Stanford GSB Wins Key Legal Battle Against Professor

Former Stanford Graduate School of Business Dean Garth Saloner


The school argued that because Phills’ wife left the home and was separated from her husband, the school could then force Phills to immediately pay back the loan with interest and a portion of the appreciation on the house. Phills also claimed in his lawsuit that Saloner removed him as director of executive education programs he had developed and taught for years on top of his MBA-program duties, replacing him with less-qualified faculty. The school also, according to Phills, had others teach the programs he had created, even though the programs used used teaching materials and a textbook that he had authored.

While the sex scandal dominated headlines, arguably the most damaging revelations centered on a rebellion against the dean led largely by women who had been in senior leadership positions at the school. The group of 27 current and 19 former GSB employees known as the “Group of 46” had petitioned the provost to deny Saloner a second term, a request he ultimately turned down. They sent their letter of protest on April 21, 2014, shortly after Phills was fired. But his dismissal was unrelated to their assertions that Saloner was an atrocious leader of the school. The Group of 46 letter sent to the provost arrived in a package containing 13 testimonials, plus other statements, from former staff describing their experiences under Saloner’s leadership. Those testimonials suggested a pervasive pattern of dysfunctional management in which rules and protocols were routinely trampled.

Ultimately, six members of the group–all women–went to see university Provost John Etchemendy in May of that year. They were a formidable group, with combined leadership experience of 60 years in high positions at the GSB. One had headed the MBA program for almost 11 years. Another had run the school’s Center for Social Innovation for a decade. A third had spent nearly a dozen years in charge of the GSB Center for Entrepreneurial Studies. A fourth was the founding executive director of the GSB Center for Leadership Development and Research. Five of the six delegates had degrees from the university, and four of them had an MBA or PhD from the Graduate School of Business.


Among the delegates was Sharon Hoffman, who had spent nearly 11 years as MBA program director, after nine years reading more than 10,000 MBA applications as senior associate director of MBA admissions. She alleged that Saloner manipulated her out of her job and out of the school in early 2014. Etchemendy’s declaration that the decision on Saloner’s deanship had been made and there was nothing else to do sounded to her like “a strong vote of no confidence” in the grievances the group was bringing forward. “He also pushed back on everything we said . . . in a somewhat patronizing if not infantilizing way,” Hoffman remembered. “He counter-argued. It was very clear at the end of the meeting that he was going to stand behind Garth one hundred per cent.”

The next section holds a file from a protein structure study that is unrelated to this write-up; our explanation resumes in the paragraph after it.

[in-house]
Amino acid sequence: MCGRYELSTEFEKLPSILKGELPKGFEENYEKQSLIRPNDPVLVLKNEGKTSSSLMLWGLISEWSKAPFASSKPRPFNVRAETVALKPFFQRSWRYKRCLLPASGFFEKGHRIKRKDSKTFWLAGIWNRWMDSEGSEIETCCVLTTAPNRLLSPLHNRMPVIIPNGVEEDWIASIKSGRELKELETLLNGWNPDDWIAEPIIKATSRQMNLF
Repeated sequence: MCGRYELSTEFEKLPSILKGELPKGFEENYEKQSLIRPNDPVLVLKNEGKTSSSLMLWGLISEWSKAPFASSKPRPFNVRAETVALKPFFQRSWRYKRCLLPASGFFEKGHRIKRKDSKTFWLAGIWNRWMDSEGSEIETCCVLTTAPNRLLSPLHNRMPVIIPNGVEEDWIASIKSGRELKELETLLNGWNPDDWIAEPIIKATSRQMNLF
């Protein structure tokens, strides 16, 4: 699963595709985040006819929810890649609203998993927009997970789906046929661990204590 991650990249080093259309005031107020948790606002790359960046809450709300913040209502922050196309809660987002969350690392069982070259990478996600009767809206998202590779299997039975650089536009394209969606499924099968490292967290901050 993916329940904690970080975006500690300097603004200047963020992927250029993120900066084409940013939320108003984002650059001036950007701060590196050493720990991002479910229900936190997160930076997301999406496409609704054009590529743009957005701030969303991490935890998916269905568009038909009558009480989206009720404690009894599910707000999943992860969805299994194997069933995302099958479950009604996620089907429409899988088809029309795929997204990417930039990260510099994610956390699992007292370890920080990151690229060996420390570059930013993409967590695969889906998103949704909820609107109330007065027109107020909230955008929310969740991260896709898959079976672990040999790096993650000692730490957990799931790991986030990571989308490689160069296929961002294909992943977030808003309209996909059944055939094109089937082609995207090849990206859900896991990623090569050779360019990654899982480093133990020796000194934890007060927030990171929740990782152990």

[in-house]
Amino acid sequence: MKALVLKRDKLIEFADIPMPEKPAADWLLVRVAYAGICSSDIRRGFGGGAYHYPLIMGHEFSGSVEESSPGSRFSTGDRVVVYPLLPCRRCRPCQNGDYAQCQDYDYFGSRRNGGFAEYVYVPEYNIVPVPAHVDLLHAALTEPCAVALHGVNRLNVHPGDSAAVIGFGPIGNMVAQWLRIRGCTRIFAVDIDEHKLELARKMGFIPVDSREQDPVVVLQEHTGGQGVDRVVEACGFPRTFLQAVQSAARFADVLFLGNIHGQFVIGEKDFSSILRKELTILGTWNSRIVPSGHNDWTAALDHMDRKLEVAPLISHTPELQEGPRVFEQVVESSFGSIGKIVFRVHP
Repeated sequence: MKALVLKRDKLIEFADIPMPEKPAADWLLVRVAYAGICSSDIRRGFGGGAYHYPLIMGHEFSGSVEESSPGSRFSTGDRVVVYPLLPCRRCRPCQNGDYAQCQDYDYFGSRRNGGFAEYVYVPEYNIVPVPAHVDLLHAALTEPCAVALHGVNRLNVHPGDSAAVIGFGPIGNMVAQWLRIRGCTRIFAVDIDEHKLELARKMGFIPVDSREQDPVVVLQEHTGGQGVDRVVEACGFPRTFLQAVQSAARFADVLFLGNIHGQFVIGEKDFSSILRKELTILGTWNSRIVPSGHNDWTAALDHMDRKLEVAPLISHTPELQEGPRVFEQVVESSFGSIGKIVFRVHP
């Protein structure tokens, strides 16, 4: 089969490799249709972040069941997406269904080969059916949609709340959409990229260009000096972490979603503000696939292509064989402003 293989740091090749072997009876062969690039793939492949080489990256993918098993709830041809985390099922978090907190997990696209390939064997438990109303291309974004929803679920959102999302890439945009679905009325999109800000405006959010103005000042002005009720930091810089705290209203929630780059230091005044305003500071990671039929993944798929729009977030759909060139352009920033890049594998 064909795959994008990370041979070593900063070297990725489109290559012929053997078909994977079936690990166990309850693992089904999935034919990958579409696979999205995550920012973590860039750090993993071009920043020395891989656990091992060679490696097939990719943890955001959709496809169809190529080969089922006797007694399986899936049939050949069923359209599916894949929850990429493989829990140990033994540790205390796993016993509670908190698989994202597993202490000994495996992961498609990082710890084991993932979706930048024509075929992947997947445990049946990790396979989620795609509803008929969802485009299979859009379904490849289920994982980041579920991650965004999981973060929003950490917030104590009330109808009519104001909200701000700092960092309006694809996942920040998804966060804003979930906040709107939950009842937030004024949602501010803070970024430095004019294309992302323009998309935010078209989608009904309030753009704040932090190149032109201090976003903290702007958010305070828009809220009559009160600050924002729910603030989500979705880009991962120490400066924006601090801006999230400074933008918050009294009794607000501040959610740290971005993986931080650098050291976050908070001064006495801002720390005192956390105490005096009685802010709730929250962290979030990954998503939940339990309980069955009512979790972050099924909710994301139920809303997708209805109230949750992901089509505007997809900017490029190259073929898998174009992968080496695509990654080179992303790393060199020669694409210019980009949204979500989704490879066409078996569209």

According to Hoffman, in February of 2014, Saloner called her into his office and told her he was moving her from the MBA program, where she oversaw 800 students and 70 staff, to the in-transition one-year Sloan master of management program, overseeing about 70 students and three staff. The new job would also require two to three months of travel per year, in six- to eight-week blocks. She had three children at home, and considered the travel obligation impossible to fulfill. The HR department told her if she didn’t take the new position, she’d no longer have a job at the GSB. She refused the position.

To announce her departure, the dean’s office sent out a message indicating that she was leaving to spend more time with her family, a claim Hoffman dismisses as “complete and utter baloney.” She asked that Saloner’s office correct the statement, but Saloner refused, she says. So she sent out her own notice to students and staff, telling them she was leaving because the dean wanted new leadership in the MBA program. “I figured he could send out the email he wanted but I was damn well going to send out my own,” she says. “I wanted everyone to know, given the miserable way in which it happened, that I was being pushed out.”


Humiliated by her treatment, she left the school. “You can’t overemphasize how mortifying this was. There was a lot of crying. It was just an absolutely miserable way to leave what was a spectacular career with amazing students in an altogether fantastic institution that I still really love.”

For both the school and the university the provost’s decision to extend Saloner’s deanship to a second term turned out to be critical, laying the groundwork for months of negative publicity about the school, the university and its leadership. The scandal added to widespread accusations of sexual harassment and unfair treatment of women in Silicon Valley. It also led to the appointment of Jonathan Levin, a highly respected scholar in economics at Stanford, as Saloner’s successor and the decision of a former senior associate dean, Madhav V. Rajan, to leave the GSB for the dean’s job at the University of Chicago’s Booth School of Business.

Only two weeks ago, Levin added a second woman to the GSB’s four-member senior leadership team,  the first time in the school’s history that two women will have held the title of senior associate dean.


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